What is your most pressing challenge in working with women's access to justice programming?

I would encourage any and all members to contribute here as to what they feel is the most pressing challenge for their paralegals working on women’s rights and access to justice.

A group of Network members will be together in Bangladesh for a Legal Empowerment Network Learning Exchange focusing on women’s rights. I am writing this to start an online community discussion on the major challenges that practitioners and paralegals are facing in working with women’s rights for our group discussion sessions in order to see what advice and guidance comes out of these discussions.

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Although i’m not working directly with paralegals and implementing Women Access to Justice (WAJ) through partners, I’m facing challenges supporting the partners setting a contextual strategic plan for work with paralegals in the shadow of governments or situations where paralegals are considered illegal or not accepted. In addition there are the challenges of selection, training, retaining, supervising, and evaluating paralegals.

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There are different challenges mostly faced, two of them are Customary and traditional norms and religious writings and teachings.

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As a legal empowerment practitioner working in the MENA region we face many significant challenges and barriers accessing justice for women. The community-based paralegal model has provided new opportunities in reaching vulnerable communities that may not of be accessed otherwise. However, this innovative technic is relatively new to the region and faces some legal barriers in regards to the status for paralegals. Paralegalsim finds itself in a gray area or legal limbo which restricts the willingness of organizations in the the region to utilize this legal empower tactic. Also there is a lack of research on legal empowerment in the Middle East, much less on paralegals. Part of this gap is cased by the language barrier, but also legal empowerment in the form of legal aid or pro bono legal services is relatively new. We hope to see more innovation in the future and an expansion of legal empowerment learning in the region and more translation of documents between Arabic and English to enable more people to have access to this info. Looking forward to learning from this network!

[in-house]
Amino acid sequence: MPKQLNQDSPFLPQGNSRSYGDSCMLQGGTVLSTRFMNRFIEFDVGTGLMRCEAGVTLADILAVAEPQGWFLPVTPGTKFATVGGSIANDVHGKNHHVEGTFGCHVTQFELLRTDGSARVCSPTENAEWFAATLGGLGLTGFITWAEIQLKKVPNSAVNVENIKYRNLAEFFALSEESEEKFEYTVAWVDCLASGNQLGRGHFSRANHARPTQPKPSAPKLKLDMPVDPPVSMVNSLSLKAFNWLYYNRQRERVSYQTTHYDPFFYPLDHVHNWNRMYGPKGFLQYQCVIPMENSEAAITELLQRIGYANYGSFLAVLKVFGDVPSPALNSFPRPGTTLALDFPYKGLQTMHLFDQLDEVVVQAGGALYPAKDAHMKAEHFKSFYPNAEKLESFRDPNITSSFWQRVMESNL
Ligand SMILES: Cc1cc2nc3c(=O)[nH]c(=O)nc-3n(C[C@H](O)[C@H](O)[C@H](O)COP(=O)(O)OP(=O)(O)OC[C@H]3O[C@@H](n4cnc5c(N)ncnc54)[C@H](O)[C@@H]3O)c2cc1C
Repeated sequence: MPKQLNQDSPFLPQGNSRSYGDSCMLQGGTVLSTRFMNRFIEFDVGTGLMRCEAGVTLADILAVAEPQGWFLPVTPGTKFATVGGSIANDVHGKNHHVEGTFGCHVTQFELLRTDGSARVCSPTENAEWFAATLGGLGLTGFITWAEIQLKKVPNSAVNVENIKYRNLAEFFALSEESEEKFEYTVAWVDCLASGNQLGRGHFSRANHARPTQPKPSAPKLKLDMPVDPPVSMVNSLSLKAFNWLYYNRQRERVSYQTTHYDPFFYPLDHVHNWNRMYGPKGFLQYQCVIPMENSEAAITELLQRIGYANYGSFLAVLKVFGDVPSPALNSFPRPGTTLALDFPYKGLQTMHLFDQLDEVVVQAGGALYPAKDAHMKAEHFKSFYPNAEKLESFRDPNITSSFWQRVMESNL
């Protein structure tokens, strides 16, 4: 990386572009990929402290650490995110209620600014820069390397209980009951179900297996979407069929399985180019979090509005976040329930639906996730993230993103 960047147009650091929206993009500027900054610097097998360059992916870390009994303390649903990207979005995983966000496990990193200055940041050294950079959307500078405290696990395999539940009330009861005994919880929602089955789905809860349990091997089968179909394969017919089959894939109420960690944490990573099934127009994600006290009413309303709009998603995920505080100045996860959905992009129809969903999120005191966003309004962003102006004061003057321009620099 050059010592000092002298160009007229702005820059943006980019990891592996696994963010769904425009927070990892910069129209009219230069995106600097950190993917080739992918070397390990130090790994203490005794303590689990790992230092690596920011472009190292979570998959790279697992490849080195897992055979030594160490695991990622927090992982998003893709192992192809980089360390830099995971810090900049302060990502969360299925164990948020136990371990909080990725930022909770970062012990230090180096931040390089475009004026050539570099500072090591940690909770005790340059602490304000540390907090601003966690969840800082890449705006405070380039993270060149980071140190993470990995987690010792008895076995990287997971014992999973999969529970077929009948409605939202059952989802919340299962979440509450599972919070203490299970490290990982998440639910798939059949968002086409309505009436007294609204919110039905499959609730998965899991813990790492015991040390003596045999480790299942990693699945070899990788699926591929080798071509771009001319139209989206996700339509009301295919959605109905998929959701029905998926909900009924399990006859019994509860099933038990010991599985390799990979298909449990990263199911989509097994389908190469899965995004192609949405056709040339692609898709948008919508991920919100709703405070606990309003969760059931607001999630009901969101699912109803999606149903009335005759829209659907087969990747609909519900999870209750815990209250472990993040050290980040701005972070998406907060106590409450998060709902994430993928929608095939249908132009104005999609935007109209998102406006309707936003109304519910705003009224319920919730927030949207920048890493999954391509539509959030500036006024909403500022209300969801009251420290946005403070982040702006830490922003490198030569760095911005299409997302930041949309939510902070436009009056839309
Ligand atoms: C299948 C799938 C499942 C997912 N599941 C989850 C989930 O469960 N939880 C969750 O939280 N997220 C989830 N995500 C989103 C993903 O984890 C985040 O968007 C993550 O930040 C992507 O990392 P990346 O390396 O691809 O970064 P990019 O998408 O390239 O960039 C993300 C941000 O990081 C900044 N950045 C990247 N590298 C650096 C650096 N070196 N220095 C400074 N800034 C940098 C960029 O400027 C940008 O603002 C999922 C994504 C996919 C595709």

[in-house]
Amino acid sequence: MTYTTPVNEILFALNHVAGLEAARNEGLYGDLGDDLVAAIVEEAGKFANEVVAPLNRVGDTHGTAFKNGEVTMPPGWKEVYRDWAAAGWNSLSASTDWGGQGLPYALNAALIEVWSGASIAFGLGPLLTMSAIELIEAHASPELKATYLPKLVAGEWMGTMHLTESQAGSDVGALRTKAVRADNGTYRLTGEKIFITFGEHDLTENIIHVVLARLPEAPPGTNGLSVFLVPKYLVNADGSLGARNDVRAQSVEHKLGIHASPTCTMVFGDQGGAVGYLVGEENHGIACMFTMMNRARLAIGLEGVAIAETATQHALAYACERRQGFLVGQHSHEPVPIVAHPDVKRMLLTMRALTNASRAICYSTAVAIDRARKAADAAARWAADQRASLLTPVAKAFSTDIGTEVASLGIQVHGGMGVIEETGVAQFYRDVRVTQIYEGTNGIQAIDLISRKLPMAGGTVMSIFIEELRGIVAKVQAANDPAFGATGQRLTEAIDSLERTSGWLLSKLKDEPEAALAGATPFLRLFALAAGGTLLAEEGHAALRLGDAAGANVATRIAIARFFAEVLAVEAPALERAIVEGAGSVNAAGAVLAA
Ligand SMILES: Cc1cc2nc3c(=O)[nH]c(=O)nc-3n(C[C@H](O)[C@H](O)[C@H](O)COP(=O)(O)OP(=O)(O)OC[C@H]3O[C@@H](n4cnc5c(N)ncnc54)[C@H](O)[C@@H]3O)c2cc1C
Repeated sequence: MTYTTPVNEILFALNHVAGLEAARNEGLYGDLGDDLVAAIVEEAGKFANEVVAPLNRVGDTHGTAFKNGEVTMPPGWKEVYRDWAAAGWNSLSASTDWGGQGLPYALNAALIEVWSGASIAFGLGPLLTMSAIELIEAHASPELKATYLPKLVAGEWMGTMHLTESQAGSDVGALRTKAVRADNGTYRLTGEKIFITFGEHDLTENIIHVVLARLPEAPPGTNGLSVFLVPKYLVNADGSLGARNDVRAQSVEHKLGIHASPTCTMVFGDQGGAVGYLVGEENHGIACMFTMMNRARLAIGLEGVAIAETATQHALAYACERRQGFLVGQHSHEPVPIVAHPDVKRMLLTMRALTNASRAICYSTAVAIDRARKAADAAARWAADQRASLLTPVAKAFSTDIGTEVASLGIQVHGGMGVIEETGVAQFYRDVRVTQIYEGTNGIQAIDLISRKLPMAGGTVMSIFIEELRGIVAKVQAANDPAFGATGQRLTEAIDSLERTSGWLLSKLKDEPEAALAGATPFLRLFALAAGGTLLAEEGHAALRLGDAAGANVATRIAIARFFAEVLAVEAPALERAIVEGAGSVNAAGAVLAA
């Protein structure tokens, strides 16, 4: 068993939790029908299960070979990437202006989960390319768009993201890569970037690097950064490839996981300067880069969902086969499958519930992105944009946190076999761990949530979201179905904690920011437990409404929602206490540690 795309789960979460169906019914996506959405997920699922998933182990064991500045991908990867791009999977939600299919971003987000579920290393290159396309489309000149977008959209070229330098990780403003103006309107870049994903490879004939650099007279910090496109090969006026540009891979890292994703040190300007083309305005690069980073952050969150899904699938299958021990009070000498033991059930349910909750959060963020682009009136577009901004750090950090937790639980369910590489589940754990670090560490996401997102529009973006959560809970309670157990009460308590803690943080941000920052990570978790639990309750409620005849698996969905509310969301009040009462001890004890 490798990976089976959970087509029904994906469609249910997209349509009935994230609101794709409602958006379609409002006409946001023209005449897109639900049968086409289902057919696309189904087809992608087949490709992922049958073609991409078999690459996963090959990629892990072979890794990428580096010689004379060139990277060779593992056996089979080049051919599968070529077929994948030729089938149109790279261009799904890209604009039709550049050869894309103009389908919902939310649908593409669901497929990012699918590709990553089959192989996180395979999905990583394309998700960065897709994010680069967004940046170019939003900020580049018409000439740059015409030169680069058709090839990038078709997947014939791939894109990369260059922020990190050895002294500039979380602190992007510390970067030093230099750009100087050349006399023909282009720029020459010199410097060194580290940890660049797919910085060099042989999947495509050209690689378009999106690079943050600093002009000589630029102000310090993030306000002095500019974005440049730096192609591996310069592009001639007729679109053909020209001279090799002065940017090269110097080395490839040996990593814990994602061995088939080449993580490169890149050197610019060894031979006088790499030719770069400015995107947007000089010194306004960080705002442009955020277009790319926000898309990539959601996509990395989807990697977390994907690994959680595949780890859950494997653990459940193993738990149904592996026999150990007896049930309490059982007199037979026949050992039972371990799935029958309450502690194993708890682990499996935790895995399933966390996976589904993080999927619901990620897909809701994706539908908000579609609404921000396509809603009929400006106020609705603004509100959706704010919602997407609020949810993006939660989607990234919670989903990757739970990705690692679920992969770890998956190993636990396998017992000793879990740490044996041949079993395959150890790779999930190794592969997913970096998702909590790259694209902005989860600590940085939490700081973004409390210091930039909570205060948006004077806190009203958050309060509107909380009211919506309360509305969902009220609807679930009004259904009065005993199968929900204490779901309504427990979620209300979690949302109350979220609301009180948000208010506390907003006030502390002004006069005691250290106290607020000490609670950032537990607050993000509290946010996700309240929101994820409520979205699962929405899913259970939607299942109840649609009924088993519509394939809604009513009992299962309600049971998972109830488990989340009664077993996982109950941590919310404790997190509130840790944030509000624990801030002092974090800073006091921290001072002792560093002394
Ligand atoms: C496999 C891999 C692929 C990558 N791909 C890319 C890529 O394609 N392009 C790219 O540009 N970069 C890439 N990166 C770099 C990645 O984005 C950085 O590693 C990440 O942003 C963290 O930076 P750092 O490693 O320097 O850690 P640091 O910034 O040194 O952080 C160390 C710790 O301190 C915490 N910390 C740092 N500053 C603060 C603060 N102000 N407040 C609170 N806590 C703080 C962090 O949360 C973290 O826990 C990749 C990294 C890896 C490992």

شكرا

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من التحديات التى نقابلها فى العمل مع الوسطاء هى 1- بعض الوسطاء متمسكين بالعادات والتقاليد الخاطئة او التفسيرات الدينية الخاطئة 2- من توصيات العديد من الوسطاء انهم بحاجه لتبادل خبرات بينهم وبين وسطاء قبائل لديهم خبرة فى مجال الوساطة الامر الذى يحتاج الى ميزانية مرتفعة 3- ليس لدينا عدد كبير من االوسطاء السيدات حيث ان المجتمع لن يتقبل احكام صادرة من امراة

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The Namati exchange programme in Bangladesh has been helpful to share and to learn from different organization the strategies that has worked to overcome challenges facing paralegals. Paralegals are doing a recommendable at community level by assisting women and children access justice through provision of legal assistance. Most of countries use volunteer paralegals and the challenges are dropout and how can organization motivate paralegals to keep the spirit of work toward assisting the needy women and children. One of the discussed option is to conduct refresher and capacity building training, assist paralegal to register as identity so that they can be able to solicit funding froth other developing partners. For the countries that paralegals are not recognized into their legal system, there is a need for the organizations to advocate for paralegal recognition into legal system.

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As for our Myanmar program that focusing on land right issue, involvement of women is quite still low. The women empowerment in Bangladesh is much more in advanced. Our involvement of women paralegals are still not reached in a certain level yet. We need to make more awareness and education for involvement and role of women in our country. It helps me to remind and rethink about our women empowerment. Thank you for giving me a chance to participate in this learning exchange program. Very nice to meet you all.

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Welcome to @mitali from BNWLA here on our Community Discussion forum, just wanted to let everyone know that you have joined and to include you in our discussions! :slight_smile: